Early data suggest 18F-DCFPyL PET/CT scans can change patient management

A media release issued yesterday by Progenics Pharmaceuticals states that the investigational imaging agent 18F-DCFPyL changed physician behavior in the management of biochemically recurrent prostate cancer in > 65 percent of patients. However, we note that this behavior change (to date) has only been documented in the first 55 of a projected 200 patients (see below).

18F-DCFPyL (also referred to more simply as “PyL”) is an investigational, radioactive, fluorinated, PSMA-targeted imaging agent that is being studied for use in conjugation with PET scanning to identify potential bone and soft tissue metastases in men with progressive forms of prostate cancer.

The media release issued yesterday by Progenics is based on early data from an ongoing clinical trial of 18F-DCFPyL (the so-called CONDOR trial). The early data from this trial were reported by Rousseau et al. in the Journal of Nuclear Medicine.

The following core data are reported by Rousseau et al.:

  • The trial had enrolled 130 patients who met specific criteria indicative of biochemical recurrence after first-line treatment by radical prostatectomy or radiotherapy with curative intent and who were given a PET/CT scan with 18F-DCFPyL as the imaging agent.
  • 84.6 percent of patients had positive results on this scan, with varying levels of confidence:
    • 81.5 percent of positive scans were of high confidence
    • 13.1 percent of positive scans were of moderate confidence
    • 5.4 percent of positive scans were of low confidence
  • 18F-DCFPyL PET/CT scans were able to identify the location of recurrent prostate cancer in
    • 60 percent of men with a PSA level of 0.4 to < 0.5 ng/ml
    • 78 percent of men with a PSA level of 0.5 to < 1.0 ng/ml
    • 72 percent of men with a PSA level of 1.0 to < 2.0 ng/ml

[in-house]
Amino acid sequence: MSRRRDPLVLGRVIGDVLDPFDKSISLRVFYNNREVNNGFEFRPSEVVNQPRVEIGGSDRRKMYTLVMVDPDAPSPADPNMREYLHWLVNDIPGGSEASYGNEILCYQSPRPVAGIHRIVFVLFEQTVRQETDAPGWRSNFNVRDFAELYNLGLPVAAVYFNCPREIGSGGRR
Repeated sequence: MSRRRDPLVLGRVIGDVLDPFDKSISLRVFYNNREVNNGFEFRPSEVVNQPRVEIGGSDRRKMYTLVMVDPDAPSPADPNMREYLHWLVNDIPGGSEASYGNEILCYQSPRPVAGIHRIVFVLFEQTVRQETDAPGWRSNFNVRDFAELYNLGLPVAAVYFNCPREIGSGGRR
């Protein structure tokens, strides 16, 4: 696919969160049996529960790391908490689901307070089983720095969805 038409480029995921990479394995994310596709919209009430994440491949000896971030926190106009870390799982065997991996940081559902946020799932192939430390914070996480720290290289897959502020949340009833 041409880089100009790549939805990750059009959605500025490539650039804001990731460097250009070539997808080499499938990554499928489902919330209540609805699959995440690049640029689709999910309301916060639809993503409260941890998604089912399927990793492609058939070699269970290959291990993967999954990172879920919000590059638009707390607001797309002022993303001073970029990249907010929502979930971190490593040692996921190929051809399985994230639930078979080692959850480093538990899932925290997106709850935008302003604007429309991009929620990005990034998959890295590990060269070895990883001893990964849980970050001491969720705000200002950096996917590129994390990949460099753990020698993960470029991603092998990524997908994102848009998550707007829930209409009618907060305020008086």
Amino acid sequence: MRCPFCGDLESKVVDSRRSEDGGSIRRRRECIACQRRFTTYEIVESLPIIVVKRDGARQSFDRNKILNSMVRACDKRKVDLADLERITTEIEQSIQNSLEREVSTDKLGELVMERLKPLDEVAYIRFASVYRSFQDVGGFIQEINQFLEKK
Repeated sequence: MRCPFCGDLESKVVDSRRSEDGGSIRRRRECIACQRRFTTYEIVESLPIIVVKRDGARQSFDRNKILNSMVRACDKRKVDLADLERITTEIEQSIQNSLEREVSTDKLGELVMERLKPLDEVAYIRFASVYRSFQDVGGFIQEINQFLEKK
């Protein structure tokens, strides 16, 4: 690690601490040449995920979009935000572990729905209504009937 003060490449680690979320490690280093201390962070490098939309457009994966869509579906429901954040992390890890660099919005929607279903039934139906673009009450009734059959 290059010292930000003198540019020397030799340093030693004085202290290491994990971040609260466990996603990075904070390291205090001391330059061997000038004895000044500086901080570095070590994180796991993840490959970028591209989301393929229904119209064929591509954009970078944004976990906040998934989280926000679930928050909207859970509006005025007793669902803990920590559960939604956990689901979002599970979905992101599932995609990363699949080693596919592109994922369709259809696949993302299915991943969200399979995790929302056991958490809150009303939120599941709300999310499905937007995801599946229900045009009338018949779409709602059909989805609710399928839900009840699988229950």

• 92 percent of men with a PSA level of ≥ 2.0 ng/ml
  • Most patients had less than four identifiable lesions:
    • One lesion in 40.8 percent of subjects
    • Two lesions in 8.5 percent of subjects
    • Three lesions in 4.6 percent of subjects
  • Active disease was most often identified in
    • Regional lymph nodes (43.9 percent)
    • The prostate bed and/or seminal vesicles (26.9 percent)
    • Distant lymph nodes (24.6 percent)
    • Bone (20.0 percent)
    • Lung (2.3 percent)
    • Other sites, not including the liver (0.8 percent)
  • Post-scan changes in management were evaluable in 55 of the 130 patients
    • Changes in treatment intent were documented in 36/55 subjects (65.5 percent).
    • Disease stage also changed in 18/55 subjects (65.5 percent).
    • Management plans were changed in 48/55 subjects (87.3 percent).
  • Mild adverse events after the scan were documented in 22/130 subjects (16.9 percent); all such AEs resolved completely.

Rousseau et al. conclude that

18F-DCFPyL PET/CT is safe and sensitive for the localization of biochemical recurrence of prostate cancer. This test improved decision making for referring oncologists and changed management for the majority of subjects.

The Phase III CONDOR trial is expected to enroll a total of 200 patients by some time later this year, and full results of the trial are projected to be available early in 2020.

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